Think Big! What does your space say about you?

When Renovation Means Revolution – Sleek & Modern Meets Beachfront

November 9, 2015

While browsing through the Interior Design website I stumbled upon this article that reminded me of one of our own projects. It is all about restoring a home to its former glory after being vacant for some time. Although our project was not as intensive as this one, they still had their similarities.

We recently had the pleasure of renovating an ocean front condo on Wrightsville Beach, NC to fit the clean and cool taste of its stylish new owner. We transformed the originally traditional space into a brighter, younger, and more modern home. With a small collection of furniture from his New York City apartment in tow, our client already had a great foundation for us to build from. The 3 bedroom, 2 bath residence with a large open kitchen, dining and living room had great bones and views already in place. It was then a matter of introducing just the right colors, textures and lighting to complete the look.
master bed Custom Drapery Panels using Kravet Fabric

We opted to refinish the existing hardwood floors since they were still in pretty good shape and they cleaned up just beautifully! A fresh, new coat of paint on all the walls in cooler grays and blues supported the clean, fluid feel throughout the home.

breakfast nook

The kitchen was our perfect opportunity to introduce some new materials. We painted the cabinets a soft gray and added some new upper doors with frosted glass. We also swapped out the cabinet knobs for new sleek, brushed stainless pulls. The new backsplash was just enough to add interest and texture the small space without looking overdone. With the final touches of glass pendant lights above the bar and 3 new barstools, the kitchen looked brand new.



With our client’s super modern style, a bit of a different spin on a beach home, we really still wanted to incorporate the feeling of being at the beach. The guestrooms were completely blank slates for us to work with and implement this idea. We selected new beds, bedding, window treatments and artwork that worked together. We pulled from a variety of our designer resources- Surya, Precedent, and Schoolhouse Electric to name a few to help us achieve our desired look.

guestroom 2


guest room Artwork from Chris Frick Photography

The end result is a polished, sophisticated and a very welcoming place to live- Just look at those ocean views!
living room

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Lessons of the Past Important to the Future

November 2, 2015

Part of what I love about practicing Interior Design are the resources that are at our fingertips. Years of archived artistic details still exist and are used again by design houses producing wallpaper, fabrics and furnishings. Referencing the past reminds us today of the importance to be surrounded by artistic details.

Looking back in time, these important decorative details incorporated in public spaces and homes were not lost on budgetary sheets, evaluating cost of necessary structural components versus add-ons of decorative elements – they were integral with each project. Even the simplest of structures showed the basic desires of human creativity at work, making them special in their day and serve as reminders now. Not lost are the fabricators of woodwork, metalwork, lighting, and yes, even wallpaper and fabrics in these historic projects. Seeing them today reinforces that artistic details are important in the design of interior spaces, and what we are doing now helps to ensure that this tradition lives on.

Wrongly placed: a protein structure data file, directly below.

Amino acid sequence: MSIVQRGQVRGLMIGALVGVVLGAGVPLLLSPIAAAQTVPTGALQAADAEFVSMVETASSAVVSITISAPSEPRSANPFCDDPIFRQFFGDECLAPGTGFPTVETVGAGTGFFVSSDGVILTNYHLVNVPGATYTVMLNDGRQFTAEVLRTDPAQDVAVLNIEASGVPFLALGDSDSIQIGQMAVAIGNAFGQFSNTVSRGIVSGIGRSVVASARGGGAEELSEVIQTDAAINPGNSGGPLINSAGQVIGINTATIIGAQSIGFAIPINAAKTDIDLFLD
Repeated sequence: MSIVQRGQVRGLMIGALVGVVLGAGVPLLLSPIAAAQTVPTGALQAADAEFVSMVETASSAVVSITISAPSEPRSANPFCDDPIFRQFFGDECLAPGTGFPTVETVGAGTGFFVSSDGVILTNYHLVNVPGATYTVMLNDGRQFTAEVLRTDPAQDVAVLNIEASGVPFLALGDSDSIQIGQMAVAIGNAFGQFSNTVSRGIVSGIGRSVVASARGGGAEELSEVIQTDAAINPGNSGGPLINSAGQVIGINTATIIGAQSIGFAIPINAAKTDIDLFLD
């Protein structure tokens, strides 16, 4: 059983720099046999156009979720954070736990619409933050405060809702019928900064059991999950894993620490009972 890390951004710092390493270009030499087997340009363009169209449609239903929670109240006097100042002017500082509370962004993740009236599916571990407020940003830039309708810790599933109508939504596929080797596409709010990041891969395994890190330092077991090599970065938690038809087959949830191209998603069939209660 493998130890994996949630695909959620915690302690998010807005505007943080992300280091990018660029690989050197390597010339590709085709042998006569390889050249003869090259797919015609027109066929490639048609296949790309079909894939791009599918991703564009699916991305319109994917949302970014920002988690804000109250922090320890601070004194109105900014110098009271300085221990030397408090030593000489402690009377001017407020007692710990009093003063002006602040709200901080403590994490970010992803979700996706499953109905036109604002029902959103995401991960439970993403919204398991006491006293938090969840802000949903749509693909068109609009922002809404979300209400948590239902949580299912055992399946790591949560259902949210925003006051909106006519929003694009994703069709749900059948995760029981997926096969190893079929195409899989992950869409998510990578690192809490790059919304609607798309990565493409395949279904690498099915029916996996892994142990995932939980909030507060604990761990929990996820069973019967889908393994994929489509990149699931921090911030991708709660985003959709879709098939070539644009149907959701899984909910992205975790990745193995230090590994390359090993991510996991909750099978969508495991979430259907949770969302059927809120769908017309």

This past summer I visited my Grandmother’s church in Truro Massachusetts. It was a community center back when it was constructed serving as a meeting house, a Congregational Church and sitting high on the hill even served as a beacon to passing ships. It is largely unchanged, and a recent renovation that is being done carefully to restore it to it’s original condition celebrates it’s uniqueness and important design features that are being retained. You can see the Paul Revere bell is a treasured element, the original handmade pews in the balcony remain as they were, and my favorite – the geometric wallpaper was researched and remade so that the same wallpaper could be replaced in areas that needed repairs. As an interior designer, I love that the visual details that were important then to craftsmen and people using the church are celebrated today, and brought back to life.



We are using a similar design strategy in a current project at The Davis Community in Porter’s Neck NC. Celebrating the history of Champ Davis, an entrepreneur who donated part of his wealth to establish a center where people could be well cared for as they age, we are going back in time to incorporate decorative details that would have been present in his life time, into the campus of his legacy. We do this so that residents and visitors today can know what a special and giving person established this community, and that this care and compassion lives on by the administration and Board of the facility today in effort to provide the best care and surroundings to the people who will live there.

Here are some of the resources we will be drawing from during this process:

Anaglypta Wallpaper

Anaglypta Wallpaper

Thibaut Archives still used by Designers Today

Thibaut Archives still used by Designers Today

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